It should come as no surprise to anyone living in rural Minnesota that research by the Oil Price Information Service consultancy shows rural Americans are being hit harder by the high price of motor fuel.
Minnesota is no exception. Rural Minnesotans are more dependent on motor vehicles and must drive farther distances than people in suburban and urban areas. What, then, is the impact of $4 a gallon gasoline that has doubled in about two years?
Statistics going forward will show the results, and we may have passed a “tipping point” already in influencing consumer behavior if not necessarily the number of rural miles driven per person.
Steve Schneider, director of public works for Nobles County, live about three miles outside Worthington and drives to work at the county seat. He still commutes daily, he said, but everyone including members of his family is becoming more frugal.
He still buys the gas, he said. “But does my first-grader need a cell phone? I know where he is every day.”
The real behavior adjuster will be fuel shortages, Schneider predicts. “The way things are going that might be a blink of the eye away.”
As long as there is gas at the pump, however, people in southwestern Minnesota are likely to keep driving great distance to work, shop and play even though they may be consciously or unconsciously rationing how often they start their engines, he said.
That is consistent with informal research findings in west-central Minnesota from the Center for Small Towns at the University of Minnesota – Morris. Staff members at the center have conducted informal research at community meetings in recent years to learn more about rural Minnesotans’ mobile behavior. The findings, while not scientific, shed light on consumers that will impact rural economic development concepts in the future.
This is especially important because nobody believes energy prices are going back to comfortable levels of three, five and 10 years ago.
Before recent record setting price increases, rural Minnesotans generally have indicated they are willing to commute up to 45 minutes each way to jobs, travel up to one hour each way to go shopping, and up to two hours each way to play – recreation and entertainment, said Ben Winchester, coordinator of data analysis and research at the Morris center.
This is carried forward from doing “games” with audiences at conferences starting back when gasoline was closer to $2 a gallon, Winchester said. “The question I think we all have is when do gas prices change how we think and drive,” he added.
His colleague at the center, community program specialist David Fluegel, said rural Minnesota clearly has a driving culture that may be different from urban areas. Time spent in automobiles may not be significantly greater, but the number of miles driven is, he said.
Also blurring some distinctions, Fluegel said, is that a large number of rural Minnesotans consider shopping to be a part of play, i.e. going some place. Or, it is a combination shopping and play trip.
Key questions going forward will be how expensive gasoline and other consumable goods dependent on energy will become, and ways these higher prices influence where people live and how they ration their disposable incomes, said Winchester. At some point, people in rural areas will weigh fuel costs with per unit costs for basic goods that might keep people buying closer to home, he said.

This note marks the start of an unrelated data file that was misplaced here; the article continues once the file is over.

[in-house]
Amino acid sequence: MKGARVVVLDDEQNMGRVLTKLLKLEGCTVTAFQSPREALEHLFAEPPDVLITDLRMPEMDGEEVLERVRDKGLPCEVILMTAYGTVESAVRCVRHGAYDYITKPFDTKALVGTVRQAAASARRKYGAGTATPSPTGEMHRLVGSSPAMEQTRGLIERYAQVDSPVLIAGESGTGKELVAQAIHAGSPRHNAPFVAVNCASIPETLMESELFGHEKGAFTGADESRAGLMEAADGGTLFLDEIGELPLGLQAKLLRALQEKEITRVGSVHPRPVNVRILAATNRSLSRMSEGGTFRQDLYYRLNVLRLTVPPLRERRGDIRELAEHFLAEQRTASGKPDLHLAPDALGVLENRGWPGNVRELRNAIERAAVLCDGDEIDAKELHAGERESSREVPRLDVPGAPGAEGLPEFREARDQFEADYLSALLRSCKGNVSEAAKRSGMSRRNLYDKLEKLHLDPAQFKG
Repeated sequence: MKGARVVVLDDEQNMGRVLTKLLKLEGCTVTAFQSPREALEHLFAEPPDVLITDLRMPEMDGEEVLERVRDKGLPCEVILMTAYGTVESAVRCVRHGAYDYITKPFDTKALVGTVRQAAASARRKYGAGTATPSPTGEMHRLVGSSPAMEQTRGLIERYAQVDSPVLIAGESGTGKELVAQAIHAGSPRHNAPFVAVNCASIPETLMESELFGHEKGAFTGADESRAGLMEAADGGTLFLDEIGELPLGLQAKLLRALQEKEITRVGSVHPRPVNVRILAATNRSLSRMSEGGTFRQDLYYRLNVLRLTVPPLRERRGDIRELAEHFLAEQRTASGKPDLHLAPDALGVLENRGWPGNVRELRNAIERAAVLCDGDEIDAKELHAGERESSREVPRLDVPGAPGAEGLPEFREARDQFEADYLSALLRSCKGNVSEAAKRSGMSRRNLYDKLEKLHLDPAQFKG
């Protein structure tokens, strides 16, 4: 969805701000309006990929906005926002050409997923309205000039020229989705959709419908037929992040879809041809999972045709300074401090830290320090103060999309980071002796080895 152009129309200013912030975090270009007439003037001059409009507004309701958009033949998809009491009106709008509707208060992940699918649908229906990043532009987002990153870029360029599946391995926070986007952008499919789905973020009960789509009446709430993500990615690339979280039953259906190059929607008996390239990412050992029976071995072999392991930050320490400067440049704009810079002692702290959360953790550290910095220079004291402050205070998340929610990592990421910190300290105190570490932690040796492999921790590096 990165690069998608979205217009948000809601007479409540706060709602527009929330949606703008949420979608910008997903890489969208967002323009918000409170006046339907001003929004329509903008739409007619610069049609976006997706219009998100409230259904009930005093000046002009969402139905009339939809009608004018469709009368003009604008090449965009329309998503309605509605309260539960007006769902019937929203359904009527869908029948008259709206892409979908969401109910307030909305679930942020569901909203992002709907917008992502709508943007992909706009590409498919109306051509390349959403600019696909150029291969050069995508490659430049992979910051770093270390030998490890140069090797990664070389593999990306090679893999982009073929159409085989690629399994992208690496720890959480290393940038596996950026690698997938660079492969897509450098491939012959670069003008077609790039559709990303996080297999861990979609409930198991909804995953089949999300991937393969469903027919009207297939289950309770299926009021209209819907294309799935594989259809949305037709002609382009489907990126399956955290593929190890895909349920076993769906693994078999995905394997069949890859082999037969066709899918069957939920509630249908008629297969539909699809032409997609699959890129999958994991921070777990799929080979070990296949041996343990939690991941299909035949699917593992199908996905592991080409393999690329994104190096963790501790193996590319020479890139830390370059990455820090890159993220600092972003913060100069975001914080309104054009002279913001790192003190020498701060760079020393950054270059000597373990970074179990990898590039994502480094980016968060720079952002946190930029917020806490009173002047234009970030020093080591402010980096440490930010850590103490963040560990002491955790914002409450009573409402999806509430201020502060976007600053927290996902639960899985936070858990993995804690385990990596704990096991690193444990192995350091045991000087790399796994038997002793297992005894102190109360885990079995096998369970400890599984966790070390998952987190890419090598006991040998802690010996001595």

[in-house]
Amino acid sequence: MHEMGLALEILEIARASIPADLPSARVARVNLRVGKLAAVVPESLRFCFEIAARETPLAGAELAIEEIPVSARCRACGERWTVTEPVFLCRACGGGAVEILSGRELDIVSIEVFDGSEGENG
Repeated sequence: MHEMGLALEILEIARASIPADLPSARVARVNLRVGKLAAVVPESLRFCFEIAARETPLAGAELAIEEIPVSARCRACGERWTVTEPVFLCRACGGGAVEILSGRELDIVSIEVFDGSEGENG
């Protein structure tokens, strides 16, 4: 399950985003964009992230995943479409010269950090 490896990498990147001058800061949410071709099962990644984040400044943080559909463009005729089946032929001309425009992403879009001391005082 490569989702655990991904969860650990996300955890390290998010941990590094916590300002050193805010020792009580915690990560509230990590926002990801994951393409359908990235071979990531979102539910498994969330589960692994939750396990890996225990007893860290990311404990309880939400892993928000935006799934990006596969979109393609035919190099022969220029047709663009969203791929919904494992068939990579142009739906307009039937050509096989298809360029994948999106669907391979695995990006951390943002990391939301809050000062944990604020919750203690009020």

In southwest Minnesota, people might still be driving as many miles to destinations but maybe already conserving on the number of trips they take, said Debra Hogenson, a private social worker consultant at rural Brewster.
Given limited shopping opportunities in the small cities around her, she does drive 45 minutes to go to doctors or to grocery shop at a fully stocked grocery store in Worthington, she said. Big shopping outings mean trips to Sioux Falls, S.D., about 1:15 hours away, or to Mankato, an hour’s drive, she said.
Leisure might include cultural trips to Sioux Falls or Mankato for stage plays and concerts, or to Marshall and Southwest Minnesota State University only an hour away, she said. And on occasion, it may mean the three- to four-hour trips to the Twin Cities for performances at Orchestra Hall and Children’s Theater (Minneapolis) or the Science Museum of Minnesota (St. Paul.) “Those are things we just don’t have out here,” she said.
Has $4 gas put a stop to those outings? “Not yet,” she said. But it is making the family more caution about the trips it takes. Meanwhile, she said, her family is becoming more energy conscious. Her husband is a farmer. ‘What we’re trying to do is figure out how to lower the number of passes (tractor trips) across the fields, with farm input costs going out of sight,” she said.
Household behavior is starting to respond by limiting trips, and will likely become even more cautious if gas prices continue to rise. That suggests we have crossed the so-called “tipping point” where people are watching how they spend their money and consume energy more closely.
For his part, Nobles County official Schneider worries that tight oil and gas supplies will spill over into shortages and not just stop at high prices. I worse comes to worst, he said, he could walk the three miles into Worthington. Or, he could ride one of the family’s three horses.
“Right now, I think supply should be a bigger worry than price,” he said.
As fuel prices continue to increase, it’s time for the state to begin seriously looking at alternative transportation solutions for rural Minnesotans. A Minnesota 2020 poll earlier this year indicated strong support for regional rail in rural Minnesota. Let’s start planning now, before it’s too late.